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In an improved probabilistic location update scheme was proposed. In probabilistic paging is used for contention free mobility management. A survey on location management schemes could be found in. There is an intrinsic tradeoff between location update and paging. As the frequency of location update increased, the location uncertainty decreases when the frequency of location update decreases both the location uncertainty and paging cost increase. It is possible to see paging as a more fundamental operation than location update. However as pointed out in Majority of the research on location management has actually focused on update schemes assuming some obvious of the paging algorithm. The concept of dividing a location area into paging zones was described in. Lyberopoulos proposed to page the cell that a mobile registered with most recently and then page all other cells in the location area if necessary. Rose and Yates proved that given the probabilistic information about the position of a mobile to minimize the average paging cost, the cells with the higher probabilities must be paged before the cells with the lower probabilities are paged. There are three types of methods to obtain the probabilistic information about the locations of mobile users: geographical computation, empirical data, and mathematical models. All the above works on paging focused on the problem of searching for a single mobile user and assumed that some straightforward strategy of searching for multiple users, such as sequential search is used. I propose an efficient and low-complexity algorithm to concurrently locate mobile users within time slots.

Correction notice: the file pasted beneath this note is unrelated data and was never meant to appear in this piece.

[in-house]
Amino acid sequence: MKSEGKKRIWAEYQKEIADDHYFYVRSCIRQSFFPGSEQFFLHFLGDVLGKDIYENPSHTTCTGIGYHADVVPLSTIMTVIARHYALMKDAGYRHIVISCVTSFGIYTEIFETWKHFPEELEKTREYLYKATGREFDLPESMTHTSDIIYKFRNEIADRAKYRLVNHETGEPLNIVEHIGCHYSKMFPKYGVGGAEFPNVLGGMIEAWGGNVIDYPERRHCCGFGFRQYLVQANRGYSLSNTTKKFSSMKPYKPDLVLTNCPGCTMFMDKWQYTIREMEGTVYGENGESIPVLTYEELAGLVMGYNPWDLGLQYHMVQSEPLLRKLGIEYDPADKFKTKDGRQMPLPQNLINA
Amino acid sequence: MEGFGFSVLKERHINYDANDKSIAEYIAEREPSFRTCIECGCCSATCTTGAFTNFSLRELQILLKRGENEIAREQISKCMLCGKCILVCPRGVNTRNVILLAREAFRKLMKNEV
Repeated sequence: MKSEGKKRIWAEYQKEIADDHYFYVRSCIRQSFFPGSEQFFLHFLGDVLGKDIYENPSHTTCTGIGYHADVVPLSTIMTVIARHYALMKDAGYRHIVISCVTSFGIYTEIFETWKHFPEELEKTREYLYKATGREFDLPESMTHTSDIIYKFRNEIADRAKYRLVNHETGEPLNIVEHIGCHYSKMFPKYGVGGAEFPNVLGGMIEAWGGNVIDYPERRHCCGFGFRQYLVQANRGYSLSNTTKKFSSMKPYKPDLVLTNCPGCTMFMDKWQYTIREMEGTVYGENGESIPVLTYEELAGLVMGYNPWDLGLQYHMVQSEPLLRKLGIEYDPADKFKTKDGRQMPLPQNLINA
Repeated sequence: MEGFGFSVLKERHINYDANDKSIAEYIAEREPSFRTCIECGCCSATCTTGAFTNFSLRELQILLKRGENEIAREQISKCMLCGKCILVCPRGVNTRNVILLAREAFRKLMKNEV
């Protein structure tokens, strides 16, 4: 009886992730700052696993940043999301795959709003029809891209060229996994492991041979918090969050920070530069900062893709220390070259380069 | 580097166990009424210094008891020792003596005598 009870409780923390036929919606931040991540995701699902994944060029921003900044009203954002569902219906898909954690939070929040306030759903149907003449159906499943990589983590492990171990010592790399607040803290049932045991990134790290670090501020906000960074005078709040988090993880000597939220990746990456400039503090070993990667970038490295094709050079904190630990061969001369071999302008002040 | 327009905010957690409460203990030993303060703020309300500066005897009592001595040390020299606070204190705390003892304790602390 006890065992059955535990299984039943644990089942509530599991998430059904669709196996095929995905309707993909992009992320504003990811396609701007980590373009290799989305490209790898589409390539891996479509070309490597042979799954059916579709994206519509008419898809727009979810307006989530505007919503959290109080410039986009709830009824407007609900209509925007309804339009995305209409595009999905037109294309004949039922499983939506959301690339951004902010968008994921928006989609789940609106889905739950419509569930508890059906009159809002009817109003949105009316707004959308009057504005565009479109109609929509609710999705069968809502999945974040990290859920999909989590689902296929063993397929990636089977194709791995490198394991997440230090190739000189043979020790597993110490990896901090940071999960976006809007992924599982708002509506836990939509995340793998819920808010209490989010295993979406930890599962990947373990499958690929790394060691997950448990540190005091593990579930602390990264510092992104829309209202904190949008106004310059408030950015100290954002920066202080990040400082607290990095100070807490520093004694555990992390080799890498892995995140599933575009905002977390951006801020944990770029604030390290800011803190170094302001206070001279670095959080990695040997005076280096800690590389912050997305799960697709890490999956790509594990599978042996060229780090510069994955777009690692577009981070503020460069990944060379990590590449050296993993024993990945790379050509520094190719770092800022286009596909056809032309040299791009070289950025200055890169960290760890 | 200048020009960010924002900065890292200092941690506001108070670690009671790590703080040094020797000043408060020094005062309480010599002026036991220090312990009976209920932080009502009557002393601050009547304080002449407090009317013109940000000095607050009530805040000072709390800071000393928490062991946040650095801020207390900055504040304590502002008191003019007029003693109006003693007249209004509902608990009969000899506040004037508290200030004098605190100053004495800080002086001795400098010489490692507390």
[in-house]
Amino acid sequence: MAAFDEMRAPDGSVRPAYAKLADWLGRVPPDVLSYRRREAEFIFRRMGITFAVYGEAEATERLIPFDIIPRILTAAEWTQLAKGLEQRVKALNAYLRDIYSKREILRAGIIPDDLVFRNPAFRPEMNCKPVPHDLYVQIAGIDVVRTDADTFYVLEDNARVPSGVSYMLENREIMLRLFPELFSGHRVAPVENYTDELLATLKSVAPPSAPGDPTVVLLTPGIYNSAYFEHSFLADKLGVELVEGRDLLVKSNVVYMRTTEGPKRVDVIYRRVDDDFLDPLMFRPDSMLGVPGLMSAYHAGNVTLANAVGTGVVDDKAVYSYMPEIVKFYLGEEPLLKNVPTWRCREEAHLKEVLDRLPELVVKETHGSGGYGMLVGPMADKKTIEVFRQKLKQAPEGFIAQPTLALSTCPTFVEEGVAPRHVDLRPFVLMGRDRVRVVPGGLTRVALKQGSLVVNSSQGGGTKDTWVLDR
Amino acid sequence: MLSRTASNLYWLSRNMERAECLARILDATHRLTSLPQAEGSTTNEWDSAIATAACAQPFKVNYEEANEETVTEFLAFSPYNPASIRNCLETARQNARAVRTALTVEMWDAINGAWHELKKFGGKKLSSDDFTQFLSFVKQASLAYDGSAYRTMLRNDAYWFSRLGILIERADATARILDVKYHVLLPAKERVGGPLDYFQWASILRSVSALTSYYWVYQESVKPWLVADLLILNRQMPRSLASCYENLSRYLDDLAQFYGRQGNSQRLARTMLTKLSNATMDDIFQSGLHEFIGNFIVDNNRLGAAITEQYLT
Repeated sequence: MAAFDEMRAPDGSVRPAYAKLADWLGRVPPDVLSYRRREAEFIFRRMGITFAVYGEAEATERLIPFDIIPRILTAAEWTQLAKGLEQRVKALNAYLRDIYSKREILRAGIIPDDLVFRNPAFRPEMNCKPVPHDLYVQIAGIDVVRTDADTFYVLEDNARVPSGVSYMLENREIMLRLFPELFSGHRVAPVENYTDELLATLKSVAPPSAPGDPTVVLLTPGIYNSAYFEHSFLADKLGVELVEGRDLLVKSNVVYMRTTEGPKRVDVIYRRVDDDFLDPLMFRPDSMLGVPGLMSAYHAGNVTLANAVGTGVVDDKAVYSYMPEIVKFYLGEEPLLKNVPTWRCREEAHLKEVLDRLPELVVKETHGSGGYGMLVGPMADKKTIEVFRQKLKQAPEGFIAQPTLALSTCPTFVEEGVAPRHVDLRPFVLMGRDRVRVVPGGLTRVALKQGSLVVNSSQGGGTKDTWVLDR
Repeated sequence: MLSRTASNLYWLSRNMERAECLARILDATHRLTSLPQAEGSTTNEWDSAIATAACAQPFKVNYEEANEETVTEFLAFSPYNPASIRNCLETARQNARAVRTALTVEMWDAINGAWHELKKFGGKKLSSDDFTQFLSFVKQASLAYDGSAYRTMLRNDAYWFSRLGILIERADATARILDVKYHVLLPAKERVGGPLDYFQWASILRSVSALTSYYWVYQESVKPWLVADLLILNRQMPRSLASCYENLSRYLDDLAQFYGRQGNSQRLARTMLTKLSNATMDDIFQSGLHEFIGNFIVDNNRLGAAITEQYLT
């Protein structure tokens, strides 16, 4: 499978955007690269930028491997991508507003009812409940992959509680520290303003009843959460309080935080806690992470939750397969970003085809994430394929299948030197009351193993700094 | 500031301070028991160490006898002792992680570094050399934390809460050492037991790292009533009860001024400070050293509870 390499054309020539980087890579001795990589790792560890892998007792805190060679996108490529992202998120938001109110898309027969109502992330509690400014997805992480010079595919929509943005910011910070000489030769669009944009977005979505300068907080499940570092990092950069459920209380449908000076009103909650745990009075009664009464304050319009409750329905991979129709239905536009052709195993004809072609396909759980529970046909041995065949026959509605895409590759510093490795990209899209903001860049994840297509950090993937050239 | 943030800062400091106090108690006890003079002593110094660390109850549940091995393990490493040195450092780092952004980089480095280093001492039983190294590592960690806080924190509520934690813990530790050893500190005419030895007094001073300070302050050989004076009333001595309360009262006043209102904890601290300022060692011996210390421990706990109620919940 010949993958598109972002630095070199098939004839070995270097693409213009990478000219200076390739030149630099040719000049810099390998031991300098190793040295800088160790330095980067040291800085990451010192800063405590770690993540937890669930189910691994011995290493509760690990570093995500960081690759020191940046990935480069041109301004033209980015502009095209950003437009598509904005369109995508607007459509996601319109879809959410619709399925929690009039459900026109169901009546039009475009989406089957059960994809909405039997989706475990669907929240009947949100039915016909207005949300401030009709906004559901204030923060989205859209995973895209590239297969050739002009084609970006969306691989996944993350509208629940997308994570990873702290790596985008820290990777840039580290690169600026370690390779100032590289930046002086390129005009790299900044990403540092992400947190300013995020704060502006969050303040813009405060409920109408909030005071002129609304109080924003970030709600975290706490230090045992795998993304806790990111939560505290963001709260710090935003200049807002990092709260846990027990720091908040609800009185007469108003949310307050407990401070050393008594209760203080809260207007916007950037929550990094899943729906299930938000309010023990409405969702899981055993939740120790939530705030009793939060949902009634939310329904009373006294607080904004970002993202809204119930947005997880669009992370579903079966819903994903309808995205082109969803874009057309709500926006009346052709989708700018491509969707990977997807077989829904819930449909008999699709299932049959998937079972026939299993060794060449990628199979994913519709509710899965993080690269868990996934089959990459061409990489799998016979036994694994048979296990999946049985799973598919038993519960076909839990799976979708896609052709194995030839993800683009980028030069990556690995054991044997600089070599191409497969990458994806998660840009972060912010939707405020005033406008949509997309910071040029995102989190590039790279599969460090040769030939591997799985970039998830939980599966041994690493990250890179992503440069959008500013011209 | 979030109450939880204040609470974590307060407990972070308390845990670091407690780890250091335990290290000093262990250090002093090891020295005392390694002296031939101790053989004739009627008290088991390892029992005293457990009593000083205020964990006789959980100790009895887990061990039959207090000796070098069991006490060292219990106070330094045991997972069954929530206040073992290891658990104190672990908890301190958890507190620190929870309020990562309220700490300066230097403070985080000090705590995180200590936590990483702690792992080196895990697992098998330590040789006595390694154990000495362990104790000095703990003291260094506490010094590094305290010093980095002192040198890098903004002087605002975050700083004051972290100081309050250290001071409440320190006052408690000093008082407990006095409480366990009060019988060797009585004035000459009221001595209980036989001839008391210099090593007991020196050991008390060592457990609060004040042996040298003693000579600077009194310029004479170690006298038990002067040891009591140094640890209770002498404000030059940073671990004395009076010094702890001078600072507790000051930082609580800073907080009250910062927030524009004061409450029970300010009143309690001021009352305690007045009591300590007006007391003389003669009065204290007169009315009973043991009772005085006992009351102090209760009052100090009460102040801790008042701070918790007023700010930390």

An RF-based location-determination system called the Duress Alarm Location System (DALS) [13]. This system uses RF signal strengths to determine user location in a manner similar to our basic system. However, this system differs significantly from our enhanced system, which I describe in this paper. Also, DALS is different from our basic system in that it (a) depends on specialized hardware (b) requires infrastructure deployment over and above a wireless data network, (c) does not take into consideration the effect of the users body orientation on RF signals, which our study shows can be significant, and (d) does not take RF propagation into account. Another interesting indoor RF system is the 3D-iD RF tag system built by Pinpoint Corporation [14]. Antennas planted around a facility emit RF signals at 2.4 GHz. Tags, acting like RF mirrors, transmit a response signal at 5.8 GHz along with an identification code. Various antennas receive the signal, and send the results to cell controllers, which triangulate the reflections to determine the tag's whereabouts. The systems locating ability varies depending on the number of antennas installed in an area but the best advertised resolution is 10 feet. The cost of an entire system is quite high. Once again Pinpoints system differs from our system in that (a) it requires specialized hardware to do location determination, (b) they use signal-processing techniques that are significantly different from ours, and (c) their system does not include high-speed data networking capability. The Daedalus project, a briefly mentions a wireless LAN based system for location estimation. This is a very coarse-grained user location system. Access points (APs) transmit beacons augmented with their physical coordinates. A mobile host estimates its location to be the same as that of the AP to which it is attached. Consequently, the accuracy of the system is limited by the (possibly large) cell size In the wide-area cellular arena, several location determination systems have recently been proposed. The technological alternatives for locating cellular telephones involve measuring the signal attenuation, the angle of arrival (AOA), and/or the time difference of arrival (TDOA). While these systems have been found to be promising in outdoor environments, their effectiveness in indoor environments is limited by the multiple reflections suffered by the RF signal, and the inability of off-the-shelf and inexpensive hardware to provide fine-grain time synchronization. Systems based on the Global Positioning System (GPS), while very useful outdoors, are ineffective indoors because buildings block GPS transmissions. Researchers have also built systems using alternative technologies. One uses pulsed DC magnetic fields to determine user orientation while another uses ultrasound signals to determine user location. While these technologies and systems are very interesting, they generally suffer the same drawbacks as their IR and RF-tag counterparts. Their specialized hardware is generally targeted at niche